On a historic day, Apple CEO Tim Cook announced on Monday that the company's computing platform would be moving to a homegrown "Apple Silicon".
Cook said the Mac's journey with custom chips is more than 10 years old, its chip architecture from the iPhone provides the best performance per watt, and the new system's design strives to bring the best balance of power and performance.
Apple Silicon will use a variety of custom technologies, including neural networks, GPUs, Secure Enclave and more, he said.
As with mobile platforms, Apple wants to bring new processors to the Mac that balance performance and power consumption. Components like the Secure Zone provide excellent protection, and components like the high-performance GPU deliver the experience you expect.
In terms of compatibility, all the applications that run on Intel hardware platforms will work on the new Mac and custom processors.
Everything developers need is built into xCode, all they have to do is open the project and recompile, and the transformation takes only a few days.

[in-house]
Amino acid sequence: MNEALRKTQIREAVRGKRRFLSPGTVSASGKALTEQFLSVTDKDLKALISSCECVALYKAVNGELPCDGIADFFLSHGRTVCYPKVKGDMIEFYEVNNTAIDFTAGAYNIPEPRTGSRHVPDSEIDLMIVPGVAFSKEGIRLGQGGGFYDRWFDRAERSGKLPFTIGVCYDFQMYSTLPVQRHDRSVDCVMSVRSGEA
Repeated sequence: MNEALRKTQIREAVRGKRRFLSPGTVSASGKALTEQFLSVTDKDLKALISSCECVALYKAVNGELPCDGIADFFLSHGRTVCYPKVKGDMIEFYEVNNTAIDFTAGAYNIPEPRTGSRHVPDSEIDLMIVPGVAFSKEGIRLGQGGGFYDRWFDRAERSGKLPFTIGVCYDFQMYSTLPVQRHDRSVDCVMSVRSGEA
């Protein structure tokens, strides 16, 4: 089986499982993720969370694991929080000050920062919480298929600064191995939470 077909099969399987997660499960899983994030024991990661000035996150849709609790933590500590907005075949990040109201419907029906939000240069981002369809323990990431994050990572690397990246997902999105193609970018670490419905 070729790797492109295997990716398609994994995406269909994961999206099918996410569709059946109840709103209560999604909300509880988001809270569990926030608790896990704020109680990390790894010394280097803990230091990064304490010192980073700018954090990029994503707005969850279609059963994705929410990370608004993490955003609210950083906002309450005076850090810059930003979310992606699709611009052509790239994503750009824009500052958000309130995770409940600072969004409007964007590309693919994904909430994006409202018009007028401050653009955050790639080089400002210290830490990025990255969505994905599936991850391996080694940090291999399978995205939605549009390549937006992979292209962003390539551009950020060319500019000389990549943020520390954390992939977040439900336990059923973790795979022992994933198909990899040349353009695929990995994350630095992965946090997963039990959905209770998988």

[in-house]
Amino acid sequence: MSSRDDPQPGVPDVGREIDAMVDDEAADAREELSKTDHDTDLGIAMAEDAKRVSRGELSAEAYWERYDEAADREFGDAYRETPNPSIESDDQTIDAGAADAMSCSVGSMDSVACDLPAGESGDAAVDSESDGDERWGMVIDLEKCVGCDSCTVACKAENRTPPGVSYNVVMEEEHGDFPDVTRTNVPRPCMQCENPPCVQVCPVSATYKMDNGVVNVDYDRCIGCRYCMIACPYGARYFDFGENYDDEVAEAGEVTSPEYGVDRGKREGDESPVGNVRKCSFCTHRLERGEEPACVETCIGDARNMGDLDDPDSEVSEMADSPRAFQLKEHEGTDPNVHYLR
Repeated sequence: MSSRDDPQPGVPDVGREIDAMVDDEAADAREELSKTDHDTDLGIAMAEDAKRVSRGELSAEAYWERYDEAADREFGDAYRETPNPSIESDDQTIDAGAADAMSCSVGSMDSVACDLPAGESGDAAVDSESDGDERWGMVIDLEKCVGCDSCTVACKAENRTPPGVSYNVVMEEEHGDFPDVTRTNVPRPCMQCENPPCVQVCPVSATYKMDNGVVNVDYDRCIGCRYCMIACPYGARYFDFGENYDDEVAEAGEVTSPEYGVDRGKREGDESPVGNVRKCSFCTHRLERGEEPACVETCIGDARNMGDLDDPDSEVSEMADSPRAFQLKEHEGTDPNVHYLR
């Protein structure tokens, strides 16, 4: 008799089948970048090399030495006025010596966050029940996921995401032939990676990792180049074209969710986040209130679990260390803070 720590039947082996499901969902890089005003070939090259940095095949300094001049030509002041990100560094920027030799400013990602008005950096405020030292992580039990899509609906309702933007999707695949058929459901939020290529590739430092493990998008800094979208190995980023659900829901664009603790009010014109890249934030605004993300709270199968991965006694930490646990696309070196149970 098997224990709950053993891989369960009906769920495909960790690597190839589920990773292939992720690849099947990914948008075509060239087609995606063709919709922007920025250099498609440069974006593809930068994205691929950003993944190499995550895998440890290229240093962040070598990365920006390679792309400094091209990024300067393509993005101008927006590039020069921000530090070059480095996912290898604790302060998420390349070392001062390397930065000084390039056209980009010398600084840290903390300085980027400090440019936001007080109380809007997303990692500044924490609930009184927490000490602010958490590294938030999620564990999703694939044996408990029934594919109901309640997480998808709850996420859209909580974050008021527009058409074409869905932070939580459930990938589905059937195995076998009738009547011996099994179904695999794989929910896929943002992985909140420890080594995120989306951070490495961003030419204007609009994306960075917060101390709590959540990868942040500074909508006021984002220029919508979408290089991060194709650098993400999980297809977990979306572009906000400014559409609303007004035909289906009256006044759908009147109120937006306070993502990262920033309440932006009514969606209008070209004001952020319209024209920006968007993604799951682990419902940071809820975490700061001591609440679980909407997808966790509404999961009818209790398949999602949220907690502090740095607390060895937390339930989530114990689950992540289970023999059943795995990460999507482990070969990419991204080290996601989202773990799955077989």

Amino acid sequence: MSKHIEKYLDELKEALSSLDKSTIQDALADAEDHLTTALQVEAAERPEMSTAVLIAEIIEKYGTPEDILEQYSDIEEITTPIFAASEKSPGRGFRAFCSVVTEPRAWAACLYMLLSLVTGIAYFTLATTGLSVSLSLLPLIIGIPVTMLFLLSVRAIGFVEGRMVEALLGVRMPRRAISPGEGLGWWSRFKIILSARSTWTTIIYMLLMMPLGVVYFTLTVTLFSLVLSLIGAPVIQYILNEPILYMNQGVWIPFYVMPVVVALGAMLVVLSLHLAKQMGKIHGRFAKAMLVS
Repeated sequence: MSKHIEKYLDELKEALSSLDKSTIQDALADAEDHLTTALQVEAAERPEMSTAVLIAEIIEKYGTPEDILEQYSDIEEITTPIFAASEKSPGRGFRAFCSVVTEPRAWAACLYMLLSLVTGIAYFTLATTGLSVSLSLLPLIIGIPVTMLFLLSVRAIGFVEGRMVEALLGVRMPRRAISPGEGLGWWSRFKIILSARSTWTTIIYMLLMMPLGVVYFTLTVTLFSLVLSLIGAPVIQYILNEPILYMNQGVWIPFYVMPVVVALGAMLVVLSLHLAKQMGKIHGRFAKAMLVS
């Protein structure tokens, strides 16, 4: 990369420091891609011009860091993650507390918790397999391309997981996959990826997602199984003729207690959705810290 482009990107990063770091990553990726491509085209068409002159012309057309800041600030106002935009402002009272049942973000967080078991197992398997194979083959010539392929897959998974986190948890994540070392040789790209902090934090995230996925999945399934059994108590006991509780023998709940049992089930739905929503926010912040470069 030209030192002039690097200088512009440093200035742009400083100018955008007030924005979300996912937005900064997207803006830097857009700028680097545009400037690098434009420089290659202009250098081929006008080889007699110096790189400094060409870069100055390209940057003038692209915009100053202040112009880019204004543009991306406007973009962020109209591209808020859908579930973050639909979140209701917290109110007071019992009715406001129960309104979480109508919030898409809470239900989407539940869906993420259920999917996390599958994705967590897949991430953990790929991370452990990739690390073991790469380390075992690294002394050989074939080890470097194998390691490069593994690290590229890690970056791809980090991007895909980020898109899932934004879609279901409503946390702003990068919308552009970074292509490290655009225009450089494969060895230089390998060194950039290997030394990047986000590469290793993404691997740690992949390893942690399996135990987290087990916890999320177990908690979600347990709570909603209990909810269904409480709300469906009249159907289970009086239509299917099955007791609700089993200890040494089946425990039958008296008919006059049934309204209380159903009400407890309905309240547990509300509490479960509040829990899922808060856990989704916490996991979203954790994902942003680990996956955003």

Rosetta is the technology Apple used to transition from PowerPCs to Intel processors, and now Rosetta 2 enables Macs to better migrate seamlessly from Intel processors to Apple Silicon platforms.
macOS Big Sur will include Rosetta 2, which automatically converts Intel apps into Apple Silicon apps on installation.
Apple promises new levels of performance and lower power consumption by moving to internal processors, and is designing its own set of SoCs for the Mac that have unique features for the Mac but a common architecture across its product lines.
Apple's move to its own ARM chips coincides with the company's release of macOS Big Sur, which includes a major redesign of macOS and feature updates to the built-in apps for Messages and Maps.
Recent reports have suggested that Apple's switch to ARM is due to a slowdown in Intel's performance gains. Apple has reportedly been testing ARM-based chips in Macs and has found a significant performance improvement over Intel alternatives.
Apple's transition to ARM follows a similar move by Microsoft to test Windows on ARM nearly a decade ago.
Microsoft began this effort before the release of Windows 8 in 2012, even releasing a Windows RT operating system designed for ARM-based hardware.
Since then, Microsoft has transitioned Windows 10 to ARM and has partnered with Qualcomm to integrate a custom SQ1 processor into its Surface Pro X devices.